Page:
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Java: each type is required being in a seperate file with the type's name, many of my projects have way to many files, half of them for really small interfaces or classes

Comments
  • 9
    Ehm.

    Eh.

    That's called sanity?
  • 5
    Makes sense to me...
  • 5
    That sucks! I prefer namespacing related objects and classes together. May end up with multiple source files, but the definitions are in one place. I don't much care for java in the first place though.
  • 1
    I fucking hate that, why can't I just group stuff that logically goes together without creating a bazillion folders? Thankfully I only use java for college assignments.
  • 0
    They arent btw, its just convention
  • 0
    You are allowed to put things in the same file if you want. It just affects how you import them elsewhere thats all.
    You can only have one PUBLIC class per file, but you can have as many other classes as you want in there. But they will be package private at the very least.
  • 0
    @yellow-dog what are you talking about, the code won't even compile unless each class/interface is in it's own file with it's own name(List class in List.java)
  • 0
    @LLAMS and that means every public class needs his own file, and most classes are public so you just said the same thing as me just in different words
  • 0
    That's supposed to be like that.
  • 0
    @SoldierOfCode Except for the fact that I didnt, since you said that every type needs to be in its own separate file. I wouldnt actually say that because it is, in fact, not true.
  • 0
    @SoldierOfCode java has inner classes and even anonymous classes
  • 0
    @LLAMS But that's like arguing whether a soda costs 2$ or 1.9$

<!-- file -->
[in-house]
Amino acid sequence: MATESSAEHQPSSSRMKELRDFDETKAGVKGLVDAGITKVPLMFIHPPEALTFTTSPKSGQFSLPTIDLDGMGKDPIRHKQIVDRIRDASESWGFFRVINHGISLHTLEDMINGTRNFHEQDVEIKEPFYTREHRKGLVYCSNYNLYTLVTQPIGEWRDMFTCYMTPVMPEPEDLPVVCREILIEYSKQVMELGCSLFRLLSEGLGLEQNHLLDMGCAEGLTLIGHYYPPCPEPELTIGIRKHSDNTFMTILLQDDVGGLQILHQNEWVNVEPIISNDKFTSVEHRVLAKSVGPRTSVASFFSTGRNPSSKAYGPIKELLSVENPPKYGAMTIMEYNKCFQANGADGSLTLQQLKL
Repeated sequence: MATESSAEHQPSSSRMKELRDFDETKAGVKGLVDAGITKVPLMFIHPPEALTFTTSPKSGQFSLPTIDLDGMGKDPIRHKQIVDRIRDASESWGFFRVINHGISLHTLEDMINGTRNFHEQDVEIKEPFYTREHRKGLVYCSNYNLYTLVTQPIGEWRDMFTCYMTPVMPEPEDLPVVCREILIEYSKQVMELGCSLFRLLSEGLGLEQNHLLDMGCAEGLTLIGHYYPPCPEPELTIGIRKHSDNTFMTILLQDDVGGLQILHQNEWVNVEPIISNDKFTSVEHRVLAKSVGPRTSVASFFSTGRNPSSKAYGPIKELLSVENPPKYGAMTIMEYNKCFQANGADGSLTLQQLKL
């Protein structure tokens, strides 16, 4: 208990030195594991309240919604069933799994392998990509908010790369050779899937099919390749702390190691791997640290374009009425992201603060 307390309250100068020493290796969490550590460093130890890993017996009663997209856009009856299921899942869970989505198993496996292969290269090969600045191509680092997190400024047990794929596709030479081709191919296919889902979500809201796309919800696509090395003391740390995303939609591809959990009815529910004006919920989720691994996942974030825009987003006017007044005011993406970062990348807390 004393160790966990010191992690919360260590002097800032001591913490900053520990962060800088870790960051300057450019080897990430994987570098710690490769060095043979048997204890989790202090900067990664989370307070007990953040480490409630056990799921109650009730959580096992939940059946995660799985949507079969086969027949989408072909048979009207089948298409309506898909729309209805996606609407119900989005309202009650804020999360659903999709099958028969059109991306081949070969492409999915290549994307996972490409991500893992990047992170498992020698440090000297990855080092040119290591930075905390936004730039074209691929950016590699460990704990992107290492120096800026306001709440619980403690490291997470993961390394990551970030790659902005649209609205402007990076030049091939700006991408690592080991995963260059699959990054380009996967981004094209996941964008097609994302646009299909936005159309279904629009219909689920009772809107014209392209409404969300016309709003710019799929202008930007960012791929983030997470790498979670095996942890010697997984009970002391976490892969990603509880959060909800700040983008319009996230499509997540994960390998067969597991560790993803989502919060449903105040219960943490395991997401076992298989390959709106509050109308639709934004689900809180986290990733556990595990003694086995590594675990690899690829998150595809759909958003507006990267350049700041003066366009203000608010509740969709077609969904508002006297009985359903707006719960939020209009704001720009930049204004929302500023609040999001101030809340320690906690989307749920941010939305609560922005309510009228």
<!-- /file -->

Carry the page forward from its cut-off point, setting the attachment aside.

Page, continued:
That's basically the same thing, it's still annoying even if it happens "only" 90% of the time...
  • 0
    @yellow-dog well yeah, but most classes are public
  • 0
    ???????????what
  • 0
    Welcome to OOP and non super shitty unbrearable coding I guess ?
  • 0
    Kotlin to the rescue!

    Seriously, it runs on the JVM (and other runtimes) and fixes many of Java's legacy issues, including this one. It fully interoperates with Java, and Java with Kotlin. This means that you can start using it today!

    Need declarations in one file? Please, go ahead!
    Need declarations without classes? Suit yourself!

    Or even the other way around: need multiple files to end up as one class? That's possible with Kotlin!

    On top of that it's really a beautiful language and a joy to work with. Great tooling that helps you learn the language while you start naively writing Java as Kotlin. Idiomatic Kotlin is really powerful, because it's easy to read, understand and maintain, while it helps focus on solving your problems instead of trying to introduce boilerplate, which Java is so notorious for.
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